Category News Center Store Dairy Distributors Frozen National Suppliers

Nestlé To Close Eight DCs, Transition To Warehouse Model

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Nestlé USA will exit its company-owned frozen direct-store-delivery (DSD) network for its pizza and ice cream businesses and transition to a warehouse model.

The company says the change will leverage the warehouse network that Nestlé already uses for its frozen meals and snacks. The phased transition will commence in the third quarter of 2019 and is expected to be complete early in the second quarter of 2020.

“Ice cream and pizza are growing categories in which we hold strong leadership positions,” said Steve Presley, chairman and CEO of Nestlé USA. “As we continue to focus on driving long-term profitable growth, leveraging a simpler route to market unlocks resources we can use to fuel our efforts in demand generation, such as product innovation and brand building.”

Nestlé says it is adapting to “unprecedented shifts in consumer behavior, how they eat, shop and engage with brands. At the same time, retail customers also are evolving how they do business.”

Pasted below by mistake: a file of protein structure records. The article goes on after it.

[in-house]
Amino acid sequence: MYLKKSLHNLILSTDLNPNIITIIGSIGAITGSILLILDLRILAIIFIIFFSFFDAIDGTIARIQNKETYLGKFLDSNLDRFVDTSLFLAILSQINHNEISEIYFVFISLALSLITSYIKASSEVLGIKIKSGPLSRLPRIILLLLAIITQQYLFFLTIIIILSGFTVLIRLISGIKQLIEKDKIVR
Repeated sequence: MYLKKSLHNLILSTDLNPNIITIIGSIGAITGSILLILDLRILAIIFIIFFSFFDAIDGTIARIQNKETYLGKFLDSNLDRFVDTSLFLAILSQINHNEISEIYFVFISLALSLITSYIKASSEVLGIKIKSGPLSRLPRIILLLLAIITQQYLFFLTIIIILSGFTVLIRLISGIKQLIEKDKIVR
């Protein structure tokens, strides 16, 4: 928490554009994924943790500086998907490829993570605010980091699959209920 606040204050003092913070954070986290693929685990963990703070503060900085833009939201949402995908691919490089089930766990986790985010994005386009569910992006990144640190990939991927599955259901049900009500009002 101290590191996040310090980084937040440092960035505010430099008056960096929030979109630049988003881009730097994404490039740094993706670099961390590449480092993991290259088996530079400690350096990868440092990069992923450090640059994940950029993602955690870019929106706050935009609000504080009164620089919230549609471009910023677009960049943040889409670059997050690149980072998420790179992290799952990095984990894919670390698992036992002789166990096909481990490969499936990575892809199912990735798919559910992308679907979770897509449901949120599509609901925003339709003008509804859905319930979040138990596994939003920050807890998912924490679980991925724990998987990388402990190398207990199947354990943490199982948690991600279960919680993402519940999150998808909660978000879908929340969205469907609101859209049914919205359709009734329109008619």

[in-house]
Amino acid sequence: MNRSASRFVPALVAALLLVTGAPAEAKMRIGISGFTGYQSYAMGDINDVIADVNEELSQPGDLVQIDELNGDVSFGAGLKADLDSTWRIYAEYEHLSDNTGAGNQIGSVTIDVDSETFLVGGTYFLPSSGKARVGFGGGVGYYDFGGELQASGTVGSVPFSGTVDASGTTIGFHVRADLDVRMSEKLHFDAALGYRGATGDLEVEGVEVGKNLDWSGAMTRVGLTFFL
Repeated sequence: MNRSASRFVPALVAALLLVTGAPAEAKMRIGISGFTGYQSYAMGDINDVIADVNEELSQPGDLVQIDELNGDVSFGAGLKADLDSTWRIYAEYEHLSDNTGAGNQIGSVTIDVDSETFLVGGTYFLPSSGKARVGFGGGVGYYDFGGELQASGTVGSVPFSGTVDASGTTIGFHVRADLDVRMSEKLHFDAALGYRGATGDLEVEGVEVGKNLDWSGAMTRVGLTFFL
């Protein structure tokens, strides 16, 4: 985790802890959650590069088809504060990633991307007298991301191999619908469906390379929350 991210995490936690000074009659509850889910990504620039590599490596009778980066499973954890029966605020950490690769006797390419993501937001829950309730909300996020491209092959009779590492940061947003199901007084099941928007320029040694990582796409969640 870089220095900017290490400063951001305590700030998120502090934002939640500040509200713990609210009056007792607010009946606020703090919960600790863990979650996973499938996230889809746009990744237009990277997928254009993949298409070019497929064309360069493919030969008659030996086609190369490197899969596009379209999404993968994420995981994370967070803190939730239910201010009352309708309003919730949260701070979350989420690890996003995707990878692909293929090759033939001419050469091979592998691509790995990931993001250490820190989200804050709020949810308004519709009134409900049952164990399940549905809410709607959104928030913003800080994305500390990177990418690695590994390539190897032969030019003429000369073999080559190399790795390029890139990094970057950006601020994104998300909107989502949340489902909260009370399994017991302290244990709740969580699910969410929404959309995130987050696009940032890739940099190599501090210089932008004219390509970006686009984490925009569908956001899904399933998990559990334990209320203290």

“Moving to a warehouse model has numerous benefits for us and our retail customers,” Presley said. “By taking advantage of the unmatched breadth and depth of our existing frozen warehouse network, our retail customer partners can better leverage their existing networks. This change is a win-win for Nestlé and our customers.

“This decision came after careful consideration and, while critical to achieve our business goals, it will impact employees in our sales and supply chain teams, and will result in the closure of eight company-owned frozen distribution centers and our frozen inventory transfer points,” Presley added. “These employees have worked incredibly hard to serve our customers. Treating them with respect through this process is a top priority for us, and we are committed to doing all we can to provide them information, resources and support.”

The news release does not say how many employees will be impacted, but sources told The Shelby Report that approximately 4,000 to 5,000 jobs will be eliminated.

About the author



An 11-year employee of The Shelby Report who writes for and about food. In previous lives, she worked at a police department in Texas and an amusement park in Arkansas. She also was a newspaper publisher for more than a decade. Not sure which of those qualified her for this job.

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